He told me that he makes a point of offering his hand to every family member who is in the room, starting with the patient’s mother, if she is there, and he said that before he leaves the room, he stands near the door for one long, uncomfortable extra moment to inspect everyone and take in dynamics. He said it took a while for him to feel comfortable doing this. Since being aware of interpersonal dynamics is the one outcome I still have to meet before advancing to Level II CPE, I am going to give this a try.
While I was observing Tony in action, he visited a patient who, upon learning that a chaplain had entered his room, said in an emphatic way, “I’m fine.” When that happens to me, which it does often, I say, “OK. Well, if you ever want to talk to anyone, we’re here 24 hours a day. Just let your nurse know. It was nice to meet you.”
Tony, however, did not take that for an answer. He said, “Strong agnostic/atheist?” When the patient confirmed this, Tony said, “Me, too.” At this, the patient looked slightly surprised. Tony went on, “I’m not here to preach or teach—just here to hold space for you to talk about what matters to you.” It is considerably more likely that that patient will feel like talking to a chaplain than one who hears what I usually say, so I’m definitely going to steal that approach.
Tony invited all of us students to his place after work last night. Two of us were on call, as always, one at each campus. Besides Tony himself, that left 11 potential guests. Six of us showed up at his place, where we ate burritos and met his wife and darling two-year-old little girl. After dinner, we played a game that involves drawing pictures and describing in words the pictures drawn by others; that was fun. I have known these people since early September and we are already, with pleasure, socializing outside work. I worked for 18 years at a large corporation and knew many great people, but did not make one single friend there that I saw outside work, other than for weekday lunches. This corporation sent me my last paycheck on Friday: a year and two weeks of my full salary as severance pay. I will always be grateful. I happened to bump into this corporation’s CEO not long ago and took the opportunity to thank him in person.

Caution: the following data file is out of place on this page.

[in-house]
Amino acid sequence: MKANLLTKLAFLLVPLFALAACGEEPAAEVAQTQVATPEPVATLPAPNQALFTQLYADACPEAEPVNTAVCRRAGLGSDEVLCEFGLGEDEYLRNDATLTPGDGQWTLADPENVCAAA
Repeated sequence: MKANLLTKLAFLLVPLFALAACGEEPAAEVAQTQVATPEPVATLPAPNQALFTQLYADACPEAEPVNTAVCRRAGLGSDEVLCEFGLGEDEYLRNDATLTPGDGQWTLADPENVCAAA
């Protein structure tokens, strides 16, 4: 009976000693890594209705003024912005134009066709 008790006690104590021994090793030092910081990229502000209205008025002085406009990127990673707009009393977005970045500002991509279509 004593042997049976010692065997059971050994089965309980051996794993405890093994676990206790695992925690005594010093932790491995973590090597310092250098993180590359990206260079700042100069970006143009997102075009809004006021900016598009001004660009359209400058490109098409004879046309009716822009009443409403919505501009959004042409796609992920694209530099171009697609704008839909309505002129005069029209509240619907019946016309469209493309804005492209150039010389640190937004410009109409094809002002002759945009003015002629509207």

Last night was also an open mic at the soup kitchen. It was at such an event that I first laid eyes on F. He no longer hangs around the soup kitchen much, but it had occurred to me to go to the open mic just in case he was there. When I got home from Tony’s, I called my walking friend, who runs the soup kitchen, to see if F. had been there. My friend said that he had indeed been there, and had performed in top ranting and raving form, and had “seemed to be in a good space.” For some reason, that was terribly painful. Even though I officially want him to be happy, knowing that he actually is cheerfully going about his business gave me a tremendous pang.
It was a hard night, but I did not call him. It helped (a lot) that I know he would not answer my call nor call me back. He has closed the door and I am sure he will not open it again. This is just as well. It was the closest thing to an abusive relationship I have ever been in. I don’t want to be the person whose partner loses his temper with her all the time, nor the person whose partner hits her so hard and so often that he drives her brain stem several centimeters into her spinal cord. This is much farther down the continuum than the harsh words I received, but it is the same continuum.